What do Dickinson County Healthcare System, Hendrick Health System, Sonoma Valley Hospital, Sky Lakes Medical Center, University of Vermont Health Network, Reconstructive Orthopedic Center of Houston, and Delta Dental Plans Association have in common? Hint: It’s not a list you want to find your pharmacy on.
These healthcare organizations, like many other business and public sector entities, are recent victims of ransomware. Reports indicate that 62 healthcare providers have already been hit with ransomware in 2020, with more than a dozen attacked in just the last two months.
Federal Alert to Healthcare
Late last month, the Cybersecurity and Infrastructure Security Agency (CISA), the Federal Bureau of Investigation (FBI), and the U.S. Department of Health and Human Services (HHS) released a ransomware alert saying they had credible information of an increased and imminent cybercrime threat to U.S. hospitals and healthcare providers. Just this week, the HHS Office of the Assistant Secretary for Preparedness and Response (ASPR) provided an update to the joint federal alert after seeing proof of stolen healthcare data posted on the dark web.
According to the ASPR update, CISA, HHS, and the FBI consider the ongoing ransomware threat to be credible and persistent. Particularly concerning is the fact that some recent healthcare sector victims experienced less than a few hours in between infection and ransomware activation. Some victims say the attacks were so new and unique that anti-virus tools would not have been effective. These ransomware attacks have limited victims’ network functionality weeks later, required the purchase of thousands of new computers, and even prompted a request to one state’s National Guard to assist in system recovery. Financial and reputational costs to the healthcare organizations, not to mention the potential health and privacy threats to their patients, are huge.
With names like TrickBot, BazarLoader and BazarBackdoor, Ryuk, Conti, Sekhmet, Egregor, Mount Locker, NetWalker, and DoppelPaymer, malware and ransomware programs and attacker groups “kidnap” your computer in some way until a ransom is paid. They can encrypt your files, threaten to erase them, or block system access.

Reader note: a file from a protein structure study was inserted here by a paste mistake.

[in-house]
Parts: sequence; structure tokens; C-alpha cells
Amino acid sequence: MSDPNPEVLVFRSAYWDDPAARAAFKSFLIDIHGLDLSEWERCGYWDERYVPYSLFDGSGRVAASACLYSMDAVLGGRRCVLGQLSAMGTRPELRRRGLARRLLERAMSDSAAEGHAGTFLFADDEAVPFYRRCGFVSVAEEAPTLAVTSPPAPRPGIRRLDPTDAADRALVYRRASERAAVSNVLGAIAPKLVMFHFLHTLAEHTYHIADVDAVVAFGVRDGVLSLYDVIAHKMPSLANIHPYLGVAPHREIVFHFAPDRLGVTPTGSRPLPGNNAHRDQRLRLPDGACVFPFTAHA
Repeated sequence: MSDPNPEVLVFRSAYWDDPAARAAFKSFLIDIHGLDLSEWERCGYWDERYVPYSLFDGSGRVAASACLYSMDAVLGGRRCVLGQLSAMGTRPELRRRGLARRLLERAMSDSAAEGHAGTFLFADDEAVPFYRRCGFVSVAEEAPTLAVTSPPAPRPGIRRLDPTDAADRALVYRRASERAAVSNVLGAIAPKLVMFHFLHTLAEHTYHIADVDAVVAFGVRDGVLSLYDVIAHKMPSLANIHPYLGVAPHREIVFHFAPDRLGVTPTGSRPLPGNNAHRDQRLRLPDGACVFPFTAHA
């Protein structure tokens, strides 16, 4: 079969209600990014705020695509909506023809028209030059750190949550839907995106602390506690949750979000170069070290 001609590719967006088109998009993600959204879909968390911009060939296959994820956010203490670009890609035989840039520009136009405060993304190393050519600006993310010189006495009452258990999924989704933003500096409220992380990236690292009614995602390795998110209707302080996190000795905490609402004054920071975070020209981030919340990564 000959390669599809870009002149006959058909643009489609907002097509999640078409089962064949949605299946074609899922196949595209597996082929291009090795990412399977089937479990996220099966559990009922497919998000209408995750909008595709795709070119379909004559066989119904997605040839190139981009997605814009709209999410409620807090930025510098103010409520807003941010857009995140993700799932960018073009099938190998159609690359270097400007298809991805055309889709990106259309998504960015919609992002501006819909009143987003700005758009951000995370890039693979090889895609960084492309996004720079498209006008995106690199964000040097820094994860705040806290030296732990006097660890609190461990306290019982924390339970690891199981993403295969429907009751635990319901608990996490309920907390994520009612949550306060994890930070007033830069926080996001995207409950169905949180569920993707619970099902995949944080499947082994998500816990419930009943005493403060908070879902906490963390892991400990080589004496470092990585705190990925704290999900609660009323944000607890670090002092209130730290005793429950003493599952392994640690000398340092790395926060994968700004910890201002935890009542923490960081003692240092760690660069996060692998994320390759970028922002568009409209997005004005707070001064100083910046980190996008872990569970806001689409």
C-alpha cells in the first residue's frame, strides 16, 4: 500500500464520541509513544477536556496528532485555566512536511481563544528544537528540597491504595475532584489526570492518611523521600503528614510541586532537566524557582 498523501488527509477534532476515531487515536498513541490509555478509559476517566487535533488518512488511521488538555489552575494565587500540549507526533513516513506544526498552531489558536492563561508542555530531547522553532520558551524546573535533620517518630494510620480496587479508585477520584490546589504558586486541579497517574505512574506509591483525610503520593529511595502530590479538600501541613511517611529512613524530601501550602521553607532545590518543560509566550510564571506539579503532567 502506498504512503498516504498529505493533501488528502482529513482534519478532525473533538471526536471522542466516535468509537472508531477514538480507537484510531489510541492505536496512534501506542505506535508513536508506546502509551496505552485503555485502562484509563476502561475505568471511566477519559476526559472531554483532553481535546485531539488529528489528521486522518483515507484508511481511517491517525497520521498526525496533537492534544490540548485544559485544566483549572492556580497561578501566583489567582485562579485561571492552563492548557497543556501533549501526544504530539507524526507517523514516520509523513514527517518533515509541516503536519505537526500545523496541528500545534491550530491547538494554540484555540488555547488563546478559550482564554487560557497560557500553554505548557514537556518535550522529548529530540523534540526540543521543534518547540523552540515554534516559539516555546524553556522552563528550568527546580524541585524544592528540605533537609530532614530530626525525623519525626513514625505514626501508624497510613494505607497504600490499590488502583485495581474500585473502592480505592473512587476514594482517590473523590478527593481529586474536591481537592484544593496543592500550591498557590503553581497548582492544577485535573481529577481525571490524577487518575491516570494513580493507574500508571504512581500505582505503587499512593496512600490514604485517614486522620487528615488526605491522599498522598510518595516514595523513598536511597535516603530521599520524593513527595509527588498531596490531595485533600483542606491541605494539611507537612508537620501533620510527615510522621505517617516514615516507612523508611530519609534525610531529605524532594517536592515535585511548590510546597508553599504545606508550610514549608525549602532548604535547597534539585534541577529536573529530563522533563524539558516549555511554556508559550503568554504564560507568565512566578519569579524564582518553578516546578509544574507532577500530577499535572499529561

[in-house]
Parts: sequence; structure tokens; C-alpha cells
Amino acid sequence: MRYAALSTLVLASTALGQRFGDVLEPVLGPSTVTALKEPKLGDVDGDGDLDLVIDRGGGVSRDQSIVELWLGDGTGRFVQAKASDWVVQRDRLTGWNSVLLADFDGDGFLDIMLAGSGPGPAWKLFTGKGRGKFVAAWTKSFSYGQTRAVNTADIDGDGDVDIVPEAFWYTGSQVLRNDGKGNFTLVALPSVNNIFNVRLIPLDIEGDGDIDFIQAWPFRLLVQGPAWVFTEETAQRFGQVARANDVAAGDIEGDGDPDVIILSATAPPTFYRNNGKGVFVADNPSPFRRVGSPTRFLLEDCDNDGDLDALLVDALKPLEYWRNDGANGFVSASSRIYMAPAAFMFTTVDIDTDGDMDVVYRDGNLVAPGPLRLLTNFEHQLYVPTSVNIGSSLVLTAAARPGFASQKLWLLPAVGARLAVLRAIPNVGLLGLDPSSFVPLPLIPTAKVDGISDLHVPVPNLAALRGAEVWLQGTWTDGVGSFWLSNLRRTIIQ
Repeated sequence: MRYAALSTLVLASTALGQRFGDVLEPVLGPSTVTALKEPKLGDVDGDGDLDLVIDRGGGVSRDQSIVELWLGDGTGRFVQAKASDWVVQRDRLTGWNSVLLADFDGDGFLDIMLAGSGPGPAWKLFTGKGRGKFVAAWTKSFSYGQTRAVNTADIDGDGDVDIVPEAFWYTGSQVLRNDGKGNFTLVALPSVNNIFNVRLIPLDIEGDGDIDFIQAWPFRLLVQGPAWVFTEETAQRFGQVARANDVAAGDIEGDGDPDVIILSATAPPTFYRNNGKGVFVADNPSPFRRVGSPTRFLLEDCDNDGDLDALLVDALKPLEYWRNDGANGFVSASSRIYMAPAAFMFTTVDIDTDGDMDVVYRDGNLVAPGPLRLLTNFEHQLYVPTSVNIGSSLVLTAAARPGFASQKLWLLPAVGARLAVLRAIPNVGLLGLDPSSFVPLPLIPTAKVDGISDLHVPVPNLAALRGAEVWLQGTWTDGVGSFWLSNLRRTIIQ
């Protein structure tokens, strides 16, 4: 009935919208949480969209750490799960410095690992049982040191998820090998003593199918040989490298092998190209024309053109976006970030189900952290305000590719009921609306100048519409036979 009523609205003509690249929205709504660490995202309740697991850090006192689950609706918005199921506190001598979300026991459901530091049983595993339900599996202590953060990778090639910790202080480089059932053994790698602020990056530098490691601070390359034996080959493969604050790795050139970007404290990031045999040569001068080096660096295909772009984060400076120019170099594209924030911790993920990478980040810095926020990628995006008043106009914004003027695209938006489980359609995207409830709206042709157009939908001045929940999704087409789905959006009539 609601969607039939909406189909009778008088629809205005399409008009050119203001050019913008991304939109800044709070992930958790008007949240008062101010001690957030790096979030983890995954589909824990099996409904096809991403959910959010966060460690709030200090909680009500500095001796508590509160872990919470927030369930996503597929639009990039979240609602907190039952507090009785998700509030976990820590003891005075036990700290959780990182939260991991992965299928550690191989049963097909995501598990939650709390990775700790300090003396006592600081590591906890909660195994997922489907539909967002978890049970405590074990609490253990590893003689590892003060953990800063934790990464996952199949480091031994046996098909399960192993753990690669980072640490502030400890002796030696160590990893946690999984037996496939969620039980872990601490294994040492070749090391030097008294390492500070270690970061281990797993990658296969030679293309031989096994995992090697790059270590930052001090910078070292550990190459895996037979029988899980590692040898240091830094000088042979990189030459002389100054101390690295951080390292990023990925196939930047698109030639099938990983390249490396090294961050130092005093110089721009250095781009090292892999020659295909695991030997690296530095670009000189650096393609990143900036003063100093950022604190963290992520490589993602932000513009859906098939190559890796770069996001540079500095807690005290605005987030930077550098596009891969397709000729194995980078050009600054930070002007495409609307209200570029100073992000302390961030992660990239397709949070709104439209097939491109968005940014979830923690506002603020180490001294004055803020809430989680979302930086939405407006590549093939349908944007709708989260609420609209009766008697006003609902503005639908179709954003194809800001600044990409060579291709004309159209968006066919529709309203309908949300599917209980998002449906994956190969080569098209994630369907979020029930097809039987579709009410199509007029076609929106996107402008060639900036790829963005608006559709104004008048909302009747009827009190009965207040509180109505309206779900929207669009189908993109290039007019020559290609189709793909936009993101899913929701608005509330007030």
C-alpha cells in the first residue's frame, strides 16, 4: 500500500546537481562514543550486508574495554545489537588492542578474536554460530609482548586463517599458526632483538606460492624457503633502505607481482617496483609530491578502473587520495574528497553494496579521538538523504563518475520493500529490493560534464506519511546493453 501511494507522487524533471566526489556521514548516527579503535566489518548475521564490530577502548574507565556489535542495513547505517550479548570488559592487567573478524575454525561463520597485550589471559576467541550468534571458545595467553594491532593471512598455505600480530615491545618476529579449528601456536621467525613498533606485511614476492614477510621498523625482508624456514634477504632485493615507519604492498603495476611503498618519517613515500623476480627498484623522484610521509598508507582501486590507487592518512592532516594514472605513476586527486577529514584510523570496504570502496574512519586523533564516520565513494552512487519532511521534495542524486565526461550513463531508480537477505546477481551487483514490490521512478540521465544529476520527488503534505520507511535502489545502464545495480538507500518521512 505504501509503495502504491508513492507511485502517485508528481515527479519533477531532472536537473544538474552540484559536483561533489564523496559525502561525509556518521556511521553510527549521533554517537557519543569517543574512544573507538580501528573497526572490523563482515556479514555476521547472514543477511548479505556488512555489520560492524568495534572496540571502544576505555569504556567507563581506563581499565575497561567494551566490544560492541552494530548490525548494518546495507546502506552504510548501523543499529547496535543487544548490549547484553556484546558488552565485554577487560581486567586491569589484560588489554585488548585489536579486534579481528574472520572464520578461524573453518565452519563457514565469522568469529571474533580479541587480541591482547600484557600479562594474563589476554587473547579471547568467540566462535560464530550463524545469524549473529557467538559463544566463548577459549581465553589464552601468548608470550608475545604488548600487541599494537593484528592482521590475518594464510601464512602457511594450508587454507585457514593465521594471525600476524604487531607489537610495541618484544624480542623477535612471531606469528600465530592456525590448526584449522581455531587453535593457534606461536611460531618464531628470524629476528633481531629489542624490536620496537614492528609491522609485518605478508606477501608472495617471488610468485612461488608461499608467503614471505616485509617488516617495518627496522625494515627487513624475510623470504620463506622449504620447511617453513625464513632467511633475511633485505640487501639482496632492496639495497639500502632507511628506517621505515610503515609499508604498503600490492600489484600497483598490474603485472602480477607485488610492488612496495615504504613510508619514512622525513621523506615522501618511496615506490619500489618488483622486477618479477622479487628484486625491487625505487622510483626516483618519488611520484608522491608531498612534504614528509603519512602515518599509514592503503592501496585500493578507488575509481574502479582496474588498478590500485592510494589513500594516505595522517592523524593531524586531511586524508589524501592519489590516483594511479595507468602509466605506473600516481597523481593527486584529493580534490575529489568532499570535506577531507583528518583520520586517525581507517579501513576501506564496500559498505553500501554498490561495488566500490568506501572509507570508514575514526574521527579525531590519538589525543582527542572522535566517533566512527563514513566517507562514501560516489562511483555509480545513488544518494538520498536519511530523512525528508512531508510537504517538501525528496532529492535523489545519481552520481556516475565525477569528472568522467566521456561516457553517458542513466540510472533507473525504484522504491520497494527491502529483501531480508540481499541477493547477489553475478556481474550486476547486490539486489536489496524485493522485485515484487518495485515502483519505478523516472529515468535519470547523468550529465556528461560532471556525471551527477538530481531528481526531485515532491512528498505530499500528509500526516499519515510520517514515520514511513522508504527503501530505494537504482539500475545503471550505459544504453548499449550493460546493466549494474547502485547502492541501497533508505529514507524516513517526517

Malware and ransomware typically come from phishing emails containing a link to documents from Google Drive™, Excel, PDF, etc. Emails can look legitimate – customer complaints, account alerts, or other to-dos that require you to open the document. Once the document is open and the malware loaded, it attempts to delete all backup files and snapshots to prevent you from recovering the system without a decryption program (which the attacker has). Then you’re told how much to pay to decrypt your files.
How to Protect Your Pharmacy from Ransomware
Experts commonly recommend several best practices to harden your computer system against such an attack. While some are a bit more technical than we’ll address here, common recommendations include:
- Install patches to operating systems, software, and firmware as soon as manufacturers release these updates.
- Regularly change passwords, avoid reusing passwords for different accounts, and use multi-factor authentication where possible.
- Disable unused remote-access ports and scan for open or listening ports.
- Set antivirus and anti-malware solutions to automatically update; conduct regular scans.
- Maintain multiple copies of sensitive or proprietary data and servers in a physically separate, secure location.
CISA, FBI and HHS do not recommend paying ransoms, saying “Payment does not guarantee files will be recovered. It may also embolden adversaries to target additional organizations, encourage other criminal actors to engage in the distribution of ransomware, and fund illicit activities.”
Be Aware and Alert to Ransomware Attempts
It’s crucial that the entire pharmacy staff be aware of these threats and how they may be delivered. One of the most common ways that bad guys sneak malware onto your computer is through macro-enabled Excel files. A macro (short for macroinstruction) is a set of commands that automate a process in Excel. Typically, malicious Excel files are attached to a phishing email. If someone opens the attachment and enables the macros, the file will automatically install the cybercriminal’s malware.
To resist email phishing attempts:
- Never download an attachment from an email that you weren’t expecting.
- Look carefully attackers often use familiar logos from real businesses to appear more legitimate.
- Before opening a file, contact the sender another way like phone or text to verify who created the file and what’s in it.
Backup Protection for Pharmacy Software
Because maintaining remote backups is a prime recommendation to defend against ransomware attacks on your pharmacy system, QS/1 offers a Remote Backup and Recovery Service. It offers automatic daily backups stored at two geographically separate data centers. The service encrypts transmissions using government-certified FIPS 140-2 AES and provides recovery services, including equipment replacement, data reloading, system configuration, and testing.
Remote Backup is available for all QS/1 Pharmacy Management Systems. Each backup is monitored and confirmed to have transmitted correctly. QS/1 support is alerted if a backup doesn’t complete or if errors occur during transmission, and they’ll reach out to you to get the backup to resume properly. This provides confidence that if data is ever blocked or lost, it can be quickly restored in our virtual hosted environment and available for you to connect over the internet within a few hours.
While it can be tempting to see attacks on your pharmacy management software as unlikely, recent government alerts, news headlines, and victims like the healthcare systems listed above would argue otherwise. QS/1 is here to answer your questions. For more details on our backup protection options, see this article.